The short version of the post is that hemosiderin-laden macrophages are cells derived from monocytes (part of your white blood cells responsible for immunity) that have taken residence in the tissue and took up extracellular hemoglobin into their system to break it down for recycling(freeing up iron for hemoglobin production and producing biliverdin waste product).
These are still the same cells that can efficiently kill large number of pathogens and them turning into hemosiderin-laden macrophages is one of the functions they can do. Sometimes you'll read about foamy macrophages (still the same cells but they took up more lipids into their system).
I mentioned previously how these dark brown pigments taken up by these cells could make them look malignant in cases where you suspect melanoma especially when surrounded by existing hemorrhage. Hemosiderin-laden macrophages are present where there is hemorrhage especially if it's been there for a long time. Melanoma lesions are prone to bleeding due to being fragile upon manipulation.
Red circles show the hemosiderin-laden macrophages, the green ones are plasma cells (another group of cells that are present for chronic conditions), and you can vaguely see some neutrophils in the background.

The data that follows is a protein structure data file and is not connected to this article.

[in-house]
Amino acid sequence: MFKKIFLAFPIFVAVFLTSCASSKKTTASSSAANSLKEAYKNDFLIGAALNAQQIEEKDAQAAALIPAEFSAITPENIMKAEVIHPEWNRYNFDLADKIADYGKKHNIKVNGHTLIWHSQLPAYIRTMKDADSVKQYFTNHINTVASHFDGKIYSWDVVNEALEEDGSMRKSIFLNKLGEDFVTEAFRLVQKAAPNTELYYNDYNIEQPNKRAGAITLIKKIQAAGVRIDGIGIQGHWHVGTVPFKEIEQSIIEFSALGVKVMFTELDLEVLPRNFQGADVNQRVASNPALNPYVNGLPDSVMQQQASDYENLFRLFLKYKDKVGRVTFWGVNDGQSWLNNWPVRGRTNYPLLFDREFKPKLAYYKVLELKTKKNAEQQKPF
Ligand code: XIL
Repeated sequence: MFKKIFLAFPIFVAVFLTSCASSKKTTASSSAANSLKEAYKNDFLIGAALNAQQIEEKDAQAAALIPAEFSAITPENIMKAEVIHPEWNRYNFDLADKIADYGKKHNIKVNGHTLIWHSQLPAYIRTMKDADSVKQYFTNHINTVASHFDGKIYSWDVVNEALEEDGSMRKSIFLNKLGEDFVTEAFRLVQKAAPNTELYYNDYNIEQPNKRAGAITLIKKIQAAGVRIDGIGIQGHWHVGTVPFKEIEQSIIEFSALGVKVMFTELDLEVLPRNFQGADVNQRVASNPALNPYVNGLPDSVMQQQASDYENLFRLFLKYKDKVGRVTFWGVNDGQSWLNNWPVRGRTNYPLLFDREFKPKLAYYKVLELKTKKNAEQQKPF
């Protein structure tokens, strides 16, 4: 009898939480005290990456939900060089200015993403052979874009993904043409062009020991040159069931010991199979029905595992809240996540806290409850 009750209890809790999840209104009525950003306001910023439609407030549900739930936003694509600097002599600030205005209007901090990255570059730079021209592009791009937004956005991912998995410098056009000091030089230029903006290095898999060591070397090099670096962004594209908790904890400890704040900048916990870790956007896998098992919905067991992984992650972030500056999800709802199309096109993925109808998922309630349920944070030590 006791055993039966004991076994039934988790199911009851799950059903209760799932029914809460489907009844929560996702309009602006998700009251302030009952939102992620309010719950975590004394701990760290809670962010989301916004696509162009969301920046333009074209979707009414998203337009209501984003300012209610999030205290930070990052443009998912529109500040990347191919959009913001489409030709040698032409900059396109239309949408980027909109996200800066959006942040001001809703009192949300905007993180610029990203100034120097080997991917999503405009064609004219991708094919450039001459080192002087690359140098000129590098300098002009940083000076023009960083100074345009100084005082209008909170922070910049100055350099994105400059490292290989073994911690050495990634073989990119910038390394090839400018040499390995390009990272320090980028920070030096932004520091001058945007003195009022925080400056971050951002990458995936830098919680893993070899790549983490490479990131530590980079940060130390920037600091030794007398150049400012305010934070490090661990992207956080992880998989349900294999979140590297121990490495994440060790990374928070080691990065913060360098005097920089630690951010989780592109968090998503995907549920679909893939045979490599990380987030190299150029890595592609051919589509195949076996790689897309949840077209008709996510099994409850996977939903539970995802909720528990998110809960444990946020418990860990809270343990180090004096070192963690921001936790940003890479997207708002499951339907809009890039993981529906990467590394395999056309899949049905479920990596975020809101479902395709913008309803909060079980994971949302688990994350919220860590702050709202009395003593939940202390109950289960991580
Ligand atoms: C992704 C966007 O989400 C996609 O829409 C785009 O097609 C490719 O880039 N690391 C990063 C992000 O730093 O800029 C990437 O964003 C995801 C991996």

This was taken from a fistula tract specimen. I didn't took the high power views for this but you're not missing out if you check this closer view of hemosiderin-laden macrophages.
A distinguishing feature is checking the nuclear details of the cells if it's atypical and then if there is hemorrhage present. I never had any difficulty determining which is which despite encountering melanoma rarely as seeing hemosiderin-laden macrophages often gave me an idea these pigmented cells don't look like normal macrophages.
Here's a comparison of what neoplastic cells of Melanoma looks like from my old post.
It's a fun trivia I used to do with the rotating post graduate interns trying to study for their board exams in our department. I'd ask them what hemosiderin laden macrophages look like and they would describe it and then show them a slide of the melanoma case to see if they can tell as a test.
If you're dealing with a granulation tissue (tissue in the process of healing) you'll expect to see hemosiderin-laden macrophages and this is a good clue that the diagnosis is something that is chronic in nature.
If you made it this far reading, thank you for your time.
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